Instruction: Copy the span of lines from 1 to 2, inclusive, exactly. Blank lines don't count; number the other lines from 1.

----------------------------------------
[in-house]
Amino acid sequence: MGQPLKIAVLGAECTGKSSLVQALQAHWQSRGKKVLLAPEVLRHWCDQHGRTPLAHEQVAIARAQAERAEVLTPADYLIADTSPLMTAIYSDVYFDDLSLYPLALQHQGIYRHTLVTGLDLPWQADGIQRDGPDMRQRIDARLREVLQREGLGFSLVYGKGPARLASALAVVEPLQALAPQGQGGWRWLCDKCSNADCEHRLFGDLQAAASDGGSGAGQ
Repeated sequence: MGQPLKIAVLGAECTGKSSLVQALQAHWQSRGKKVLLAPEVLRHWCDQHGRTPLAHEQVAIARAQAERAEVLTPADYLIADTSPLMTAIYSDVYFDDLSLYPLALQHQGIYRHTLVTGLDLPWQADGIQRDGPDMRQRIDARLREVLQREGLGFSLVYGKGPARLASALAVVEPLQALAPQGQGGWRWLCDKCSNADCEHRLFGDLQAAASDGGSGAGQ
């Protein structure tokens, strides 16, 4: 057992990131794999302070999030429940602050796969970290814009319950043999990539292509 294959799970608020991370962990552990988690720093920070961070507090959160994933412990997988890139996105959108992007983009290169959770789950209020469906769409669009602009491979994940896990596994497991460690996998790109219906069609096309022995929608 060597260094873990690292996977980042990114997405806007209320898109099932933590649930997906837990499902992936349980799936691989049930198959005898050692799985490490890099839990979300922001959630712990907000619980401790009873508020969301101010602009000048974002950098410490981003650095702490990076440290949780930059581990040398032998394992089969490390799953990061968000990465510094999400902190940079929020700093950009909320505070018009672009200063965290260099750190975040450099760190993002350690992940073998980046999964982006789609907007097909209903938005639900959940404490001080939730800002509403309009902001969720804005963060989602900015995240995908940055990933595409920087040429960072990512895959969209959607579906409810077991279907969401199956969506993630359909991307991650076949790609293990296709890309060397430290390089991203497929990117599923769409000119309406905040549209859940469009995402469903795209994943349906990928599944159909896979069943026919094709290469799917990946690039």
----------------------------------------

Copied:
[in-house]
Amino acid sequence: MGQPLKIAVLGAECTGKSSLVQALQAHWQSRGKKVLLAPEVLRHWCDQHGRTPLAHEQVAIARAQAERAEVLTPADYLIADTSPLMTAIYSDVYFDDLSLYPLALQHQGIYRHTLVTGLDLPWQADGIQRDGPDMRQRIDARLREVLQREGLGFSLVYGKGPARLASALAVVEPLQALAPQGQGGWRWLCDKCSNADCEHRLFGDLQAAASDGGSGAGQ